By itself a virtuous life – a life lived from first to last doing only good and avoiding knowingly doing harm – does not suffice to yield success hereafter. The human effort to be good must be oriented to the hereafter, when no judgment matters other than the judgment of the only God, and when no voice has any say except by His permission. It is not enough to affirm that such and such action is good or kind or beneficial, unless the processes of reasoning and feeling that led to that affirmation happen in an alert, vivid consciousness that your capacities for reasoning and feeling are owed to God and are dependent on His compassion and His care. Any behaviour that we are not compelled to do, which we have some degree of choice to do or not do, must be motivated by a conscious desire and need for God’s blessing and approval. If our behaviour is not so motivated, if, instead, we desire only our own satisfaction or the approval and satisfaction of some being other than God, then that behaviour will make no direct contribution to our success hereafter. To expect otherwise is like expecting to get the wages for your efforts, not from the employer for whom you made those efforts, but instead from someone else.

The problem of human nature is our disposition to believe that we can determine what is right by the exercise of our reason guided by our experience of the consequences of similar choices or actions in the past. In reality, there can be, at best, only a tentative determination of what is right either in itself or in its consequences. We know from experience that what we thought was good sometimes turns out to lead to something bad, and conversely something we thought bad turns out to be beneficial further on in life. The final determination, the final reckoning, as to what was or was not a virtuous life, a successful life, is the prerogative of God exclusively. To the extent that we can believe that, and live by that, we will be able to accept that success and virtue in this life must be deferred, not to our human judgement, but to the judgement of our Creator. That acceptance is islam, the voluntary and conscious submission to God.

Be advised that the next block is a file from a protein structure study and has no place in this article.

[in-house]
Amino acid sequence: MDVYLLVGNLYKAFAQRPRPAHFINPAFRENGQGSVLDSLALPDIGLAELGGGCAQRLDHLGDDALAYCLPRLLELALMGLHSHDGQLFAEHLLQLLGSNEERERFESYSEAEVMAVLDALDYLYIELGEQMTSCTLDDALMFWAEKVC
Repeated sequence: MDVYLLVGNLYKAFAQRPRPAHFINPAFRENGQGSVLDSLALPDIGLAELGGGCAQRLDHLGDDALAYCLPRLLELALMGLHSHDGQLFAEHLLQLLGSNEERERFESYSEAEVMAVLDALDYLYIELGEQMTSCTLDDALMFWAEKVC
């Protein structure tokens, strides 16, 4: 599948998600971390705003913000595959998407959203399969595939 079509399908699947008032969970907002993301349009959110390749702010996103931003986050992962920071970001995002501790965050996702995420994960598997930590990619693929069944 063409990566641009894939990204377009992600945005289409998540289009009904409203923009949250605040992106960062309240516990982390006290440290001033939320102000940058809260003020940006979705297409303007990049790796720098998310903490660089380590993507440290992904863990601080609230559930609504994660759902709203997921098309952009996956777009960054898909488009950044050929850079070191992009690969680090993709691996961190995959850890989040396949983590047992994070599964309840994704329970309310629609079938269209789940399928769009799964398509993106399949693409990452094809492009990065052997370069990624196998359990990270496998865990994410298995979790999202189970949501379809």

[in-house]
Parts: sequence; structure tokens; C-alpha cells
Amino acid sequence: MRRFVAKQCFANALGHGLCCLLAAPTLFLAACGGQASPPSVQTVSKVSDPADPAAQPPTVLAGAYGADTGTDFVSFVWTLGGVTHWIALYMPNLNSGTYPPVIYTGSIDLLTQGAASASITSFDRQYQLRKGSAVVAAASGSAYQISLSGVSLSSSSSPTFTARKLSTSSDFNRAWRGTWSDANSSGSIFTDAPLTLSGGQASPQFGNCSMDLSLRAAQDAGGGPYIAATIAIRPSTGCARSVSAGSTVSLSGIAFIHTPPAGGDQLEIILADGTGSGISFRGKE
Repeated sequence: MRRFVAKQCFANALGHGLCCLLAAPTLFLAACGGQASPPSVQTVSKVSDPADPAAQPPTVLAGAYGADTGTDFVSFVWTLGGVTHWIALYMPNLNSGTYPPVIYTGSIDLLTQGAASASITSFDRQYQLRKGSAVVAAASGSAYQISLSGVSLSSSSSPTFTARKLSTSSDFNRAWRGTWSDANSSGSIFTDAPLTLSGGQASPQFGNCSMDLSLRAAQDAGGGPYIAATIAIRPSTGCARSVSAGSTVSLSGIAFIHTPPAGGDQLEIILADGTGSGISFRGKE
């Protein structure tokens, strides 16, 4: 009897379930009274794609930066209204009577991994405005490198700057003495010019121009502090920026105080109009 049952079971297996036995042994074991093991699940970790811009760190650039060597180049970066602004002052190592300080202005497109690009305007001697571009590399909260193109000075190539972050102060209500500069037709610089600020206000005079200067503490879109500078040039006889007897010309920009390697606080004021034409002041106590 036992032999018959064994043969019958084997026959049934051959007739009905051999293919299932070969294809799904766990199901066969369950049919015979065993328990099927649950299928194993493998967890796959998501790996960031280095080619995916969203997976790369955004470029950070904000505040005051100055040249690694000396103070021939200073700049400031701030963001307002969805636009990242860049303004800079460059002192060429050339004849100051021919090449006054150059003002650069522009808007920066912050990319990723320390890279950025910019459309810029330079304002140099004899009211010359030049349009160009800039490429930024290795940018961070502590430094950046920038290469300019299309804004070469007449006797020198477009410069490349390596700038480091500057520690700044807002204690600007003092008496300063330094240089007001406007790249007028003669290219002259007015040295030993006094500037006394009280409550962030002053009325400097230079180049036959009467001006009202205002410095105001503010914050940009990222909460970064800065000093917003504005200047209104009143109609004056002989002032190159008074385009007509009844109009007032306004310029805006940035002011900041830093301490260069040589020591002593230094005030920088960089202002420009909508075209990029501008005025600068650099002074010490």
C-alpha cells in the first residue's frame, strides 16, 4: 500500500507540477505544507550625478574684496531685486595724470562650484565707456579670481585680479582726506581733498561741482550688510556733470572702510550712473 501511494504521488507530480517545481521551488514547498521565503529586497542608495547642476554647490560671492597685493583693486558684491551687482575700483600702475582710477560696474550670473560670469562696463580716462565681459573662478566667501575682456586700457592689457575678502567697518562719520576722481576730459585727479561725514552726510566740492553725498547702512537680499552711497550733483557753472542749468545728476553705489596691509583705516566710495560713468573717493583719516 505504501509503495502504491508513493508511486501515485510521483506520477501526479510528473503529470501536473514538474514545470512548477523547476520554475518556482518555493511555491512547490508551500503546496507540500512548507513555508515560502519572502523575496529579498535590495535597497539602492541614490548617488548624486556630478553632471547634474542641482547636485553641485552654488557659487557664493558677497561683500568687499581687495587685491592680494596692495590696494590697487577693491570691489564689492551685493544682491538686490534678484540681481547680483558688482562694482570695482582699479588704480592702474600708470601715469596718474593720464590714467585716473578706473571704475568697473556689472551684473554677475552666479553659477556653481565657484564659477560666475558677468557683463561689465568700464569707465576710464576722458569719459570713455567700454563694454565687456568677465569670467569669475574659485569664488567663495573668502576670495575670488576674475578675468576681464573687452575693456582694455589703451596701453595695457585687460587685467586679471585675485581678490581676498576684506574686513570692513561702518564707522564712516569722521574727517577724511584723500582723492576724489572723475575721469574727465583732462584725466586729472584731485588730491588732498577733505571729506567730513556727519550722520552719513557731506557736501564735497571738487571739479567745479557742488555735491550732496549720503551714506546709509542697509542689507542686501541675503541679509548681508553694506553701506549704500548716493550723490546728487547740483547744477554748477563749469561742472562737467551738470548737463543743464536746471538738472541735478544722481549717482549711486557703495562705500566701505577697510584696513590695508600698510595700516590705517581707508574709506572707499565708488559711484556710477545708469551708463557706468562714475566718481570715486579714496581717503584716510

It is very difficult indeed to hold oneself in this state of submission. Sometimes we can do no more than resort to the familiar formulas, like bismi-llah, in sha’a Allah, ma sha’a Allah, al-hamdu li-llah, and the like. By such expressions, we seek protection from the absence of conscious submission when (which is most of the time) we are caught in the run of events, in complex chains of circumstances, allowing us only brief moments of respite to reflect and return to our awareness of being dependent on God. That is why the beginning and end of the best of human worship is penitence, the seeking of God’s forgiveness, because, in respect of further consequences of our actions, we do not know with certainty what we have done, and we never have full command or full knowledge of our motivations. It helps to remember that God has said He is eager and ready to forgive, that His mercy is the supreme attribute. Indeed, it is hard to imagine that there would be any existence or life at all, still less any conscious self-aware life, a life motivated by the need to return to Him, if forgiveness and compassion were not the attributes that prevail. A successful life is one that has desired God’s forgiveness and compassion with such sincerity that, if it is permissible to say so, it has deserved God’s forgiveness and compassion.